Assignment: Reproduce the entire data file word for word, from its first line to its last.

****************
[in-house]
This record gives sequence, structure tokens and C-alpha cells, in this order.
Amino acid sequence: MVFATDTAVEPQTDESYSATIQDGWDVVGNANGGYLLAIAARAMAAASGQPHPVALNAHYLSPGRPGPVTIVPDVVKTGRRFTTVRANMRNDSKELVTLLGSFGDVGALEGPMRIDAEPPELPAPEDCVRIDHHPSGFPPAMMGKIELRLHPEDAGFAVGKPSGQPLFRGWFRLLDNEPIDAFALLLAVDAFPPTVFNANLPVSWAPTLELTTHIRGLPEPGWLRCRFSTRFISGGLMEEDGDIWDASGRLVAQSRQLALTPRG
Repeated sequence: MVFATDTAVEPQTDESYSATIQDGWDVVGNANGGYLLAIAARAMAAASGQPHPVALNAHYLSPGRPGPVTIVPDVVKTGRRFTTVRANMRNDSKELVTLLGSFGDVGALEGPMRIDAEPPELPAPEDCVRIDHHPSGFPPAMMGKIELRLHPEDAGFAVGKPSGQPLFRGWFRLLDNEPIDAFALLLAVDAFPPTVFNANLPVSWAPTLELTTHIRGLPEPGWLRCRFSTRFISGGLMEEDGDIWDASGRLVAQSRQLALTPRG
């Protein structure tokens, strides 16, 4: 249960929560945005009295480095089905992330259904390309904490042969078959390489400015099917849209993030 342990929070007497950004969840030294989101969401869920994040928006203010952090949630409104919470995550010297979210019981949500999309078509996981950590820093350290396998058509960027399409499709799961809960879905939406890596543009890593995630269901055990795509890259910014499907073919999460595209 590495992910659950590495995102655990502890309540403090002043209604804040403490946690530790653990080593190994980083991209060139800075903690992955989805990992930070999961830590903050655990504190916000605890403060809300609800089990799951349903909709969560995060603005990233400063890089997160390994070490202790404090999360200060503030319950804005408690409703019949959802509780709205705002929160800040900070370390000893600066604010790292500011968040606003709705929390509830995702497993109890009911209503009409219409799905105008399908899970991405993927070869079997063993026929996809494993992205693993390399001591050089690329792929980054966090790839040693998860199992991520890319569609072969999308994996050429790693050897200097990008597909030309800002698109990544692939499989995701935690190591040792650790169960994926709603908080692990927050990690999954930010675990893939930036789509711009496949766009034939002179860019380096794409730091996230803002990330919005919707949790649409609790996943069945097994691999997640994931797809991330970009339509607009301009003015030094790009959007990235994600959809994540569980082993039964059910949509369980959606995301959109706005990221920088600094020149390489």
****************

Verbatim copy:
[in-house]
This record gives sequence, structure tokens and C-alpha cells, in this order.
Amino acid sequence: MVFATDTAVEPQTDESYSATIQDGWDVVGNANGGYLLAIAARAMAAASGQPHPVALNAHYLSPGRPGPVTIVPDVVKTGRRFTTVRANMRNDSKELVTLLGSFGDVGALEGPMRIDAEPPELPAPEDCVRIDHHPSGFPPAMMGKIELRLHPEDAGFAVGKPSGQPLFRGWFRLLDNEPIDAFALLLAVDAFPPTVFNANLPVSWAPTLELTTHIRGLPEPGWLRCRFSTRFISGGLMEEDGDIWDASGRLVAQSRQLALTPRG
Repeated sequence: MVFATDTAVEPQTDESYSATIQDGWDVVGNANGGYLLAIAARAMAAASGQPHPVALNAHYLSPGRPGPVTIVPDVVKTGRRFTTVRANMRNDSKELVTLLGSFGDVGALEGPMRIDAEPPELPAPEDCVRIDHHPSGFPPAMMGKIELRLHPEDAGFAVGKPSGQPLFRGWFRLLDNEPIDAFALLLAVDAFPPTVFNANLPVSWAPTLELTTHIRGLPEPGWLRCRFSTRFISGGLMEEDGDIWDASGRLVAQSRQLALTPRG
């Protein structure tokens, strides 16, 4: 249960929560945005009295480095089905992330259904390309904490042969078959390489400015099917849209993030 342990929070007497950004969840030294989101969401869920994040928006203010952090949630409104919470995550010297979210019981949500999309078509996981950590820093350290396998058509960027399409499709799961809960879905939406890596543009890593995630269901055990795509890259910014499907073919999460595209 590495992910659950590495995102655990502890309540403090002043209604804040403490946690530790653990080593190994980083991209060139800075903690992955989805990992930070999961830590903050655990504190916000605890403060809300609800089990799951349903909709969560995060603005990233400063890089997160390994070490202790404090999360200060503030319950804005408690409703019949959802509780709205705002929160800040900070370390000893600066604010790292500011968040606003709705929390509830995702497993109890009911209503009409219409799905105008399908899970991405993927070869079997063993026929996809494993992205693993390399001591050089690329792929980054966090790839040693998860199992991520890319569609072969999308994996050429790693050897200097990008597909030309800002698109990544692939499989995701935690190591040792650790169960994926709603908080692990927050990690999954930010675990893939930036789509711009496949766009034939002179860019380096794409730091996230803002990330919005919707949790649409609790996943069945097994691999997640994931797809991330970009339509607009301009003015030094790009959007990235994600959809994540569980082993039964059910949509369980959606995301959109706005990221920088600094020149390489």